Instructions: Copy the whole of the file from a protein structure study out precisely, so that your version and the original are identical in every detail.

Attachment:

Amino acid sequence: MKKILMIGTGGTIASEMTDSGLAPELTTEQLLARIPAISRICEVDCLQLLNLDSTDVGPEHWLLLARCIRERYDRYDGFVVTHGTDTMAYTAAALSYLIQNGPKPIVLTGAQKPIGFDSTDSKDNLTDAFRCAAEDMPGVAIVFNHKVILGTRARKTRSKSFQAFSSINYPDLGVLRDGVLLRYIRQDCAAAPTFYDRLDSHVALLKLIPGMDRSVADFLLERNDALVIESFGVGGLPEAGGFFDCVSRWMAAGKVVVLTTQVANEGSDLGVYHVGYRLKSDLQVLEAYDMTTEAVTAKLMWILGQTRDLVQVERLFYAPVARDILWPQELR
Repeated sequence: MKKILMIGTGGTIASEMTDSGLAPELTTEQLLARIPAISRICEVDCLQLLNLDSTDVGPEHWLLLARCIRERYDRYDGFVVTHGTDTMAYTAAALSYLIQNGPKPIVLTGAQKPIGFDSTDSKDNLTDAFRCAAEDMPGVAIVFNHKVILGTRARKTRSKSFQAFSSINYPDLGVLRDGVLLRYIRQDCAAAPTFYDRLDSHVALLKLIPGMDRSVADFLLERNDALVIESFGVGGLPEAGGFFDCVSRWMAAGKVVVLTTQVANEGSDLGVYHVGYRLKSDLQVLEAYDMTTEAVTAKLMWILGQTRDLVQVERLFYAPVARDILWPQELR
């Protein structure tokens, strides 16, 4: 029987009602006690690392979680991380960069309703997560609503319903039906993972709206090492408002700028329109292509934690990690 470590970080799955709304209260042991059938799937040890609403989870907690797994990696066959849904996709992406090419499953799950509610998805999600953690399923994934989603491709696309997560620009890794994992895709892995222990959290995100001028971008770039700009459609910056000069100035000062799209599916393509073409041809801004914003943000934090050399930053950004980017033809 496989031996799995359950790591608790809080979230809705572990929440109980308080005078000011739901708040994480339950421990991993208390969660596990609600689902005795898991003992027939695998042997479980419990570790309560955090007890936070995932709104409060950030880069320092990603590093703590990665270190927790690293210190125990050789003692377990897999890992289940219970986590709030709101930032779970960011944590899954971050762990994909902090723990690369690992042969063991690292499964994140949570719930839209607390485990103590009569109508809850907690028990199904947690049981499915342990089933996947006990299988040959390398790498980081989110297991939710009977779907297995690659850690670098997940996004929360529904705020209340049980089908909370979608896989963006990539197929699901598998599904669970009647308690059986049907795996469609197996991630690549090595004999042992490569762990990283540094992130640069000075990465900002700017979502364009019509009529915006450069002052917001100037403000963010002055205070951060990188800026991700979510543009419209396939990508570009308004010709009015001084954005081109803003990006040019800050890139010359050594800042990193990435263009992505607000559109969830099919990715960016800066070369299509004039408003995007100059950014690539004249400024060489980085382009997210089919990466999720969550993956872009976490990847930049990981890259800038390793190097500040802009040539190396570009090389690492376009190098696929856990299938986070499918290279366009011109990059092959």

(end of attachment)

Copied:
Amino acid sequence: MKKILMIGTGGTIASEMTDSGLAPELTTEQLLARIPAISRICEVDCLQLLNLDSTDVGPEHWLLLARCIRERYDRYDGFVVTHGTDTMAYTAAALSYLIQNGPKPIVLTGAQKPIGFDSTDSKDNLTDAFRCAAEDMPGVAIVFNHKVILGTRARKTRSKSFQAFSSINYPDLGVLRDGVLLRYIRQDCAAAPTFYDRLDSHVALLKLIPGMDRSVADFLLERNDALVIESFGVGGLPEAGGFFDCVSRWMAAGKVVVLTTQVANEGSDLGVYHVGYRLKSDLQVLEAYDMTTEAVTAKLMWILGQTRDLVQVERLFYAPVARDILWPQELR
Repeated sequence: MKKILMIGTGGTIASEMTDSGLAPELTTEQLLARIPAISRICEVDCLQLLNLDSTDVGPEHWLLLARCIRERYDRYDGFVVTHGTDTMAYTAAALSYLIQNGPKPIVLTGAQKPIGFDSTDSKDNLTDAFRCAAEDMPGVAIVFNHKVILGTRARKTRSKSFQAFSSINYPDLGVLRDGVLLRYIRQDCAAAPTFYDRLDSHVALLKLIPGMDRSVADFLLERNDALVIESFGVGGLPEAGGFFDCVSRWMAAGKVVVLTTQVANEGSDLGVYHVGYRLKSDLQVLEAYDMTTEAVTAKLMWILGQTRDLVQVERLFYAPVARDILWPQELR
């Protein structure tokens, strides 16, 4: 029987009602006690690392979680991380960069309703997560609503319903039906993972709206090492408002700028329109292509934690990690 470590970080799955709304209260042991059938799937040890609403989870907690797994990696066959849904996709992406090419499953799950509610998805999600953690399923994934989603491709696309997560620009890794994992895709892995222990959290995100001028971008770039700009459609910056000069100035000062799209599916393509073409041809801004914003943000934090050399930053950004980017033809 496989031996799995359950790591608790809080979230809705572990929440109980308080005078000011739901708040994480339950421990991993208390969660596990609600689902005795898991003992027939695998042997479980419990570790309560955090007890936070995932709104409060950030880069320092990603590093703590990665270190927790690293210190125990050789003692377990897999890992289940219970986590709030709101930032779970960011944590899954971050762990994909902090723990690369690992042969063991690292499964994140949570719930839209607390485990103590009569109508809850907690028990199904947690049981499915342990089933996947006990299988040959390398790498980081989110297991939710009977779907297995690659850690670098997940996004929360529904705020209340049980089908909370979608896989963006990539197929699901598998599904669970009647308690059986049907795996469609197996991630690549090595004999042992490569762990990283540094992130640069000075990465900002700017979502364009019509009529915006450069002052917001100037403000963010002055205070951060990188800026991700979510543009419209396939990508570009308004010709009015001084954005081109803003990006040019800050890139010359050594800042990193990435263009992505607000559109969830099919990715960016800066070369299509004039408003995007100059950014690539004249400024060489980085382009997210089919990466999720969550993956872009976490990847930049990981890259800038390793190097500040802009040539190396570009090389690492376009190098696929856990299938986070499918290279366009011109990059092959």